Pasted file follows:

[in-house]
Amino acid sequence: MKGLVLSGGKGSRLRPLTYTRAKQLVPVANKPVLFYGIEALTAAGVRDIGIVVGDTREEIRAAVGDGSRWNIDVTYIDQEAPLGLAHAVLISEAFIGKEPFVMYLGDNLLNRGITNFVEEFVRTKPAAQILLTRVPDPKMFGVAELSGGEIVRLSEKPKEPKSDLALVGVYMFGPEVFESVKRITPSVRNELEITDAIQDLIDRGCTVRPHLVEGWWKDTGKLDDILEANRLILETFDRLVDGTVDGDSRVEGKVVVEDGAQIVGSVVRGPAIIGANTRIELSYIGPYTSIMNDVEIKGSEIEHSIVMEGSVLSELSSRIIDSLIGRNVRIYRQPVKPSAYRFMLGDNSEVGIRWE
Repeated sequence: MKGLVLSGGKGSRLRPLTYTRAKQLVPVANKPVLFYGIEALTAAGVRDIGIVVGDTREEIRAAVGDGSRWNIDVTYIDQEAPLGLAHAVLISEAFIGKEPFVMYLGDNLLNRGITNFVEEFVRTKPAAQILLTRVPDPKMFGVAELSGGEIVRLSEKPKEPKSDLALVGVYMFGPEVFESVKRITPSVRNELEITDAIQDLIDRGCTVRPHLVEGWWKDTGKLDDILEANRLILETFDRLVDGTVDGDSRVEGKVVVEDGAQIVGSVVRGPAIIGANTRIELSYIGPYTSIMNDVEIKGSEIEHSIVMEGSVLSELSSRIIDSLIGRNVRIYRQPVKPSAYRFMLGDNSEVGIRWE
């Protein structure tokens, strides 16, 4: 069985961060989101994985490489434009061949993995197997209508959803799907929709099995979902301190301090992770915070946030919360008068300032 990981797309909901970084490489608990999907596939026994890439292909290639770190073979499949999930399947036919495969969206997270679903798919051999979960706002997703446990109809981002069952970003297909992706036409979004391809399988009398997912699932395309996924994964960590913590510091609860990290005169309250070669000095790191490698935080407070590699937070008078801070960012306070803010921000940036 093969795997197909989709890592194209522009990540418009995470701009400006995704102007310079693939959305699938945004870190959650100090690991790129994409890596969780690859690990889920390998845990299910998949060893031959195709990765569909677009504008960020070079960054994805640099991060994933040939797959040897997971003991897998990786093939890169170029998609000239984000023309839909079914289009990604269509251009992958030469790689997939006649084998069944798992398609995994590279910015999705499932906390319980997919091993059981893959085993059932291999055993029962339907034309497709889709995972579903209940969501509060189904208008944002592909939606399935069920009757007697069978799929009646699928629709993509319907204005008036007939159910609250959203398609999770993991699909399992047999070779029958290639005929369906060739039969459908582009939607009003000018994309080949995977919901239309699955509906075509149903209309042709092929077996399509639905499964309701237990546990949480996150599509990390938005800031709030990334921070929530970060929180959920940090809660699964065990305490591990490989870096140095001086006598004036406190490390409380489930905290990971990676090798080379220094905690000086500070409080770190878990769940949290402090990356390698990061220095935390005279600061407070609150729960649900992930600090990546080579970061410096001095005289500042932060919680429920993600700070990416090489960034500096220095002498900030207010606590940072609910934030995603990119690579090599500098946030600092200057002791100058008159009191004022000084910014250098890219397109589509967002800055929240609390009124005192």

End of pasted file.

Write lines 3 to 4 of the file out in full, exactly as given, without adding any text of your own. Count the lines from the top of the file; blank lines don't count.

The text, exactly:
Repeated sequence: MKGLVLSGGKGSRLRPLTYTRAKQLVPVANKPVLFYGIEALTAAGVRDIGIVVGDTREEIRAAVGDGSRWNIDVTYIDQEAPLGLAHAVLISEAFIGKEPFVMYLGDNLLNRGITNFVEEFVRTKPAAQILLTRVPDPKMFGVAELSGGEIVRLSEKPKEPKSDLALVGVYMFGPEVFESVKRITPSVRNELEITDAIQDLIDRGCTVRPHLVEGWWKDTGKLDDILEANRLILETFDRLVDGTVDGDSRVEGKVVVEDGAQIVGSVVRGPAIIGANTRIELSYIGPYTSIMNDVEIKGSEIEHSIVMEGSVLSELSSRIIDSLIGRNVRIYRQPVKPSAYRFMLGDNSEVGIRWE
């Protein structure tokens, strides 16, 4: 069985961060989101994985490489434009061949993995197997209508959803799907929709099995979902301190301090992770915070946030919360008068300032 990981797309909901970084490489608990999907596939026994890439292909290639770190073979499949999930399947036919495969969206997270679903798919051999979960706002997703446990109809981002069952970003297909992706036409979004391809399988009398997912699932395309996924994964960590913590510091609860990290005169309250070669000095790191490698935080407070590699937070008078801070960012306070803010921000940036 093969795997197909989709890592194209522009990540418009995470701009400006995704102007310079693939959305699938945004870190959650100090690991790129994409890596969780690859690990889920390998845990299910998949060893031959195709990765569909677009504008960020070079960054994805640099991060994933040939797959040897997971003991897998990786093939890169170029998609000239984000023309839909079914289009990604269509251009992958030469790689997939006649084998069944798992398609995994590279910015999705499932906390319980997919091993059981893959085993059932291999055993029962339907034309497709889709995972579903209940969501509060189904208008944002592909939606399935069920009757007697069978799929009646699928629709993509319907204005008036007939159910609250959203398609999770993991699909399992047999070779029958290639005929369906060739039969459908582009939607009003000018994309080949995977919901239309699955509906075509149903209309042709092929077996399509639905499964309701237990546990949480996150599509990390938005800031709030990334921070929530970060929180959920940090809660699964065990305490591990490989870096140095001086006598004036406190490390409380489930905290990971990676090798080379220094905690000086500070409080770190878990769940949290402090990356390698990061220095935390005279600061407070609150729960649900992930600090990546080579970061410096001095005289500042932060919680429920993600700070990416090489960034500096220095002498900030207010606590940072609910934030995603990119690579090599500098946030600092200057002791100058008159009191004022000084910014250098890219397109589509967002800055929240609390009124005192």